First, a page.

This post was written by Alan Engelbert, Kanawha County Public Library Director.
Last month, thousands of people gathered in the Charleston Civic Center to celebrate books, authors, reading and a sports legend. The 11th Annual West Virginia Book Festival brought in people from all over West Virginia and many other states to enjoy two days in Charleston, filling hotel rooms, restaurants and stores, while being entertained and enlightened by authors and illustrators from the Mountain State and across the nation.
The West Virginia Book Festival appeals to people of all ages. Children were spellbound by Erin Turner’s stories about ghosts and monsters in West Virginia and were inspired to create their own monsters by decorating masks after the presentation. They also saw how picture books are illustrated and learned about kindness, friendship and respect in two anti-bullying programs presented by Bright Star Touring Theatre.
There were workshops for teachers, programs for aspiring writers and presentations by storytellers and humorists. A packed audience was mesmerized by Gerald Blaine and Clint Hill, authors of The Kennedy Detail, as they told about their work as secret service agents for the Kennedy family, including detailed information about what really happened the day President Kennedy was assassinated.
Lee Child talked about the creation of Jack Reacher, the fictional hero in 17 books he has written. The audience also learned that Mr. Child’s book One Shot is currently being made into a movie starring Tom Cruise. After autographing books for hundreds of his fans, Mr. Child met briefly with Jerry West and discovered that Mr. West is an avid fan of the Jack Reacher novels.
Saturday’s program ended with a presentation by basketball legend Jerry West, who was interviewed onstage by Senator Joe Manchin. Mr. West talked about his current book, West by West, and then spent four hours meeting with fans and signing copies of his book.
On Sunday, Dave Pelzer, author of A Child Called It, encouraged his audience to overcome the disappointments of their past and take responsibility for their own happiness. He spent time with the audience before and after his program, signing books and hearing how his story has inspired them to live fuller lives.
Each morning, there was a long line of people waiting for the used book sale to open. The sale is a wonderful way for the library to raise funds while giving people the opportunity to buy books at greatly reduced prices. Every year, local teachers come to the book sale to purchase books for their classroom. The Word Play area also provided dozens of activities for children, and there were 57 vendors in the sold-out marketplace.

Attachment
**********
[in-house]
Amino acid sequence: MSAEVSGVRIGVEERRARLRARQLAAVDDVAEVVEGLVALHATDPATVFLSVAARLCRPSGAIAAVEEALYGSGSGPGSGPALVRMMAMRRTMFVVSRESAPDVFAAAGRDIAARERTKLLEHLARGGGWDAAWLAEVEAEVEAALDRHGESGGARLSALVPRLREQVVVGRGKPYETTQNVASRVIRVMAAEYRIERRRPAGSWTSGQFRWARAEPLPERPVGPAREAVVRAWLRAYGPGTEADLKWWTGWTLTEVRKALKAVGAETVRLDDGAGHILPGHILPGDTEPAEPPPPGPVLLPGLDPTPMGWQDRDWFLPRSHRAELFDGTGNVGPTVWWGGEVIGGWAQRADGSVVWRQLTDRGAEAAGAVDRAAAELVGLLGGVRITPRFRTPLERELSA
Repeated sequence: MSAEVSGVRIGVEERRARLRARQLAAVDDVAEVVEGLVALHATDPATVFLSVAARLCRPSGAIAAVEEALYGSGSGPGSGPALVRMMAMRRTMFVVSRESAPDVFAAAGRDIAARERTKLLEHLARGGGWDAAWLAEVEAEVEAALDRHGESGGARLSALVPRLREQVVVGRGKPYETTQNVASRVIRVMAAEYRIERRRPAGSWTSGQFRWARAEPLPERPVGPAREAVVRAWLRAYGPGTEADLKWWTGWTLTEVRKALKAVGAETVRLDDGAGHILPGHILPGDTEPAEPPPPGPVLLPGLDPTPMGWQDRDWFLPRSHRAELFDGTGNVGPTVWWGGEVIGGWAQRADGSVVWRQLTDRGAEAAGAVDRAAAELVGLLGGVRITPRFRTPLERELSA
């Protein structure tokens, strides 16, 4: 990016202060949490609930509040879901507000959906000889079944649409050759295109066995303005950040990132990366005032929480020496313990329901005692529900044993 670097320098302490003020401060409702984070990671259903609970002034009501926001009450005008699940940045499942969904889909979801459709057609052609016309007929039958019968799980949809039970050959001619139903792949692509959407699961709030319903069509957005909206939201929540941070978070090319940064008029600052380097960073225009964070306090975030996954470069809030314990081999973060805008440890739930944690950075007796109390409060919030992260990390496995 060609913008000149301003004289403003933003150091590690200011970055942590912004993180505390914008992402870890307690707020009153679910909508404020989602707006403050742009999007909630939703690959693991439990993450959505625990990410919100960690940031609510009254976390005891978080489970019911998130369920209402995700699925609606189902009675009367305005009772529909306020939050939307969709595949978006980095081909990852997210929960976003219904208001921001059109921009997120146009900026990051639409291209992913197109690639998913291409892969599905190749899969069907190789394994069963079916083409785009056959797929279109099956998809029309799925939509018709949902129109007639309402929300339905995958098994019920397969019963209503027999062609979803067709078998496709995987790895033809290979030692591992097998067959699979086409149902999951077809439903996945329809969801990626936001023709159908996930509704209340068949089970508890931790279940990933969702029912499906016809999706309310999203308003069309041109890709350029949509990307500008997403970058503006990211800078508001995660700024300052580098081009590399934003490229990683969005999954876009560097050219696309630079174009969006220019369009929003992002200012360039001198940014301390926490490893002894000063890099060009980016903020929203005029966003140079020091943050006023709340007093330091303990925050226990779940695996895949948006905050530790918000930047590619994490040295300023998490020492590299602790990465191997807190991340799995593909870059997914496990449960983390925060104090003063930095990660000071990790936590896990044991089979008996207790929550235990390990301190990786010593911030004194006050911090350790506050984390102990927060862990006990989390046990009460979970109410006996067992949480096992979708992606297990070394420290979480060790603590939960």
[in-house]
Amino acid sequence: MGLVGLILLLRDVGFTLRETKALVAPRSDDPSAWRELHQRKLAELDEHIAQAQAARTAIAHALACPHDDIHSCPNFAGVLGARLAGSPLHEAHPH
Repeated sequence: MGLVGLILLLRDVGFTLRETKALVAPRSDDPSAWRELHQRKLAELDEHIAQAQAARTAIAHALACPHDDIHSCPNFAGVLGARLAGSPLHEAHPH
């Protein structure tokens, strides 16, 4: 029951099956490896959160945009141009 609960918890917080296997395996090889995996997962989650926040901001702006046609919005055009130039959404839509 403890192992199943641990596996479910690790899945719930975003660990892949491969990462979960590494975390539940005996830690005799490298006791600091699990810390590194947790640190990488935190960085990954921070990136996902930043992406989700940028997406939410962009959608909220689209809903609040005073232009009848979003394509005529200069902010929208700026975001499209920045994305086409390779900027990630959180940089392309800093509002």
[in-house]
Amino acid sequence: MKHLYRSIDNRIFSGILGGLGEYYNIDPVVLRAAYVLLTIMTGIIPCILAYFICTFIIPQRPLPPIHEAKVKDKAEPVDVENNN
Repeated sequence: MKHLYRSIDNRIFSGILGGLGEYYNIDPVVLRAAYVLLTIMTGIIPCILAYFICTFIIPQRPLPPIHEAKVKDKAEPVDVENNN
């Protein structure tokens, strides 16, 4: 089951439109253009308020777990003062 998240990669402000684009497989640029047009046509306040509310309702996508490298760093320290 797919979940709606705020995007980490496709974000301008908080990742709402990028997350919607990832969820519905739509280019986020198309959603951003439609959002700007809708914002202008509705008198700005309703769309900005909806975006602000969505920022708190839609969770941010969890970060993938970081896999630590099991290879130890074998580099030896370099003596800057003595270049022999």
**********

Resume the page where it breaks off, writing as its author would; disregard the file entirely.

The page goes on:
Pam May, WV Book Festival Chairperson and Marketing Supervisor at Kanawha County Public Library, works closely with the festival committee throughout the year to plan the event. Nearly 200 volunteers are recruited to work before, during and after the weekend.
An event of this size, that reaches thousands of people in the community, would not be possible without the help of the numerous presenters and sponsors who provide support. This year’s book festival was presented by Kanawha County Public Library, The Library Foundation of Kanawha County, Inc., West Virginia Humanities Council, The Charleston Gazette and the Charleston Daily Mail. Sponsors were the Martha Gaines and Russell Wehrle Memorial Foundation, Segal and Davis Family Foundation, Pamela D. Tarr and Gary Hart, The Friends of The Library Foundation of Kanawha County, Target, Walmart, BB&T West Virginia Foundation, West Virginia Library Commission, West Virginia Center for the Book and Borders Express.
Thank you to everyone who made the 11th Annual West Virginia Book Festival such a success. I appreciate all of the staff, volunteers, authors, presenters, sponsors and vendors who made this event possible. And thank you to everyone who attended. I look forward to seeing you at next year’s book festival on Oct. 13 and 14 and welcome you to visit Kanawha County Public Library throughout the year.